This recipe is adapted from one by Chef Karen Barker, and let’s you bake up crispy, crumbly, chocolately ‘Milano’ cookies just like the originals… but without all the junk! No soy, corn or hydrogenated vegetable oils here, just classic ingredients and a whole lot of yum.
The original Milano cookies
Oh, Pepperidge Farm, how you remind us of our grandfathers, our childhood and our serious lack of self control. No, I can never eat just one Milano cookie. Before I know it the bag is empty.
If you’ve never enjoyed Milanos, I’d like to say you’re missing absolute deliciousness. But truly, you’re saving yourself from serious calories and junk ingredients like processed soy and hydrogenated vegetable oils.
The making of a Milano adventure
When I saw a recipe for a homemade version of Milano cookies in my sister-in-law’s kitchen, I couldn’t resist. And as is fair game, I’m expected to come to town, stay a few nights and leave behind something scrumptious. Challenge, accepted.
Baking a better Milano cookie recipe
Apparently Che Karen Barker has also been seduced by the chocolate-filled wafer cookies. Her version of Milanos in her book Sweet Stuff, is divine, and what would be called tuile in classical French pastry.
Tuile is a light wheat flour batter, bound with a touch of egg white. It’s absolutely perfect, and does not call for any gums, processed emulsifiers or hydrogenated vegetable oils.
Tips for baking ‘Milano’ cookies
Use a silicone baking mat. I’m not a fan of expensive and specialty kitchen tools (still boycotting the Instant Pot). But for tuile, a silicone mat or similar is key to success. If you don’t have one and don’t want one, you can get away with heavily greasing a very flat cookie sheet. Parchment paper won’t work here. You can find silicone mats in most places that sell baking equipment, and of course online at Amazon and the like.
Watch the baking carefully. Fair warning, these little devils can go from underdone to way burnt in a literal hot second. My biggest tip would be to watch closely while they bake, and take them out as soon as they turn light golden around the edges.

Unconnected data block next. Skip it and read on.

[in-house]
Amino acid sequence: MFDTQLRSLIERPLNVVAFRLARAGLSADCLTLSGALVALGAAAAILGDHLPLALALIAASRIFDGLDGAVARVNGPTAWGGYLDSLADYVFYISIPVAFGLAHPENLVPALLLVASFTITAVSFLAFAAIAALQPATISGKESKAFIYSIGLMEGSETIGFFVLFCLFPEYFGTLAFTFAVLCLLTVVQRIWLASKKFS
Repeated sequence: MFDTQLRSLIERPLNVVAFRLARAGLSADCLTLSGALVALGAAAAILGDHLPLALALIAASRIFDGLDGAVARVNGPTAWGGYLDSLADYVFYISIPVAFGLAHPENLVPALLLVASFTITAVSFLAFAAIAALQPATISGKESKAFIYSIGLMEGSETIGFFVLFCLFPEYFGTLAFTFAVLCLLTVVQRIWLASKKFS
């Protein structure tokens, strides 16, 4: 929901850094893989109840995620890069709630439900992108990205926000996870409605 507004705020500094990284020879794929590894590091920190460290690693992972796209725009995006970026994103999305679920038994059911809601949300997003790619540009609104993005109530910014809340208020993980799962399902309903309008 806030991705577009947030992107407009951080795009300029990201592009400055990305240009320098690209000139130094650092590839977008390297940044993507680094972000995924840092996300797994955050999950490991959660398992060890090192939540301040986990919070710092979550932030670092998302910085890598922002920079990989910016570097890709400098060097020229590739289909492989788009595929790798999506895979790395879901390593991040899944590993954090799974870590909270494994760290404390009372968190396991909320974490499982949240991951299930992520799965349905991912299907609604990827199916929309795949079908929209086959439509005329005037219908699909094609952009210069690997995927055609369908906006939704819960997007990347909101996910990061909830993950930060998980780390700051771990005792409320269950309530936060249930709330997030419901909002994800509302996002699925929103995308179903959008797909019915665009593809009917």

Finesse the lift. If there is one thing I learned working in a Thomas Keller restaurant, it was finesse. And this is the best way I can describe how to removing the Milano cookies off the pan. A nice, gentle lift with a flexible spatula or thin butter knife works best. Pushing up gently from underneath the mat can help loosen the tuile.
Then melt some chocolate, spread it, stack ’em up, and enjoy yourself a little Milano cookie. Or more than one if you want to keep it real.
What’s that, you say? Challenge, accepted? I thought I could count on you.
Yours in eating the whole batch,
Better than the original! Or at least better for you. No soy, corn or hydrogenated oil to be found!
- 4 ounces/1 stick butter, unsalted
- ¼ tsp kosher salt
- ½ cup granulated sugar
- 2 tablespoon egg whites (from one large egg)
- ¾ cup all-purpose flour
- 1 tsp vanilla extract or vanilla bean paste
- 2–3 ounces semisweet chocolate chips or chopped baking chocolate
- Preheat the oven to 350° F, and line a baking sheet with a silicone baking mat.
- In a stand mixer with a paddle attachment, or with a hand mixer, beat butter, salt and sugar on high speed until lightened in color.
- Slowly drizzle in egg white and vanilla, and beat until smooth.
- Add flour in several additions on low speed, scraping the sides of the bowl and the beaters often.
- Fill a piping bag or large plastic bag with the batter, and snip an inch-wide hole in the corner.
- Pipe 3/4-inch rounds or ovals onto a cookie sheet lined with a silicone baking mat or well-greased with shortening or butter. Space cookies an inch apart. Use a wet fingertip to press down any peaks of batter.
- Bake for eight to ten minutes, rotating the pan at least once, just until the edges brown. Remove immediately to cool.
- Melt chocolate in a double-boiler (heat-proof bowl set over a pot of simmering water), and cool five minutes off the heat.
- Match up cookies into same-sized pairs. Place chocolate in a piping bag and snip a small hole.
- Pipe a dollop of chocolate onto half of the cookies, and top each one with its match.
- Optional: Drizzle any remaining chocolate over cookies with a zig-zag motion.
Keywords: milano cookies recipe, homemade milano cookies, Pepperidge Farm’s Milano cookies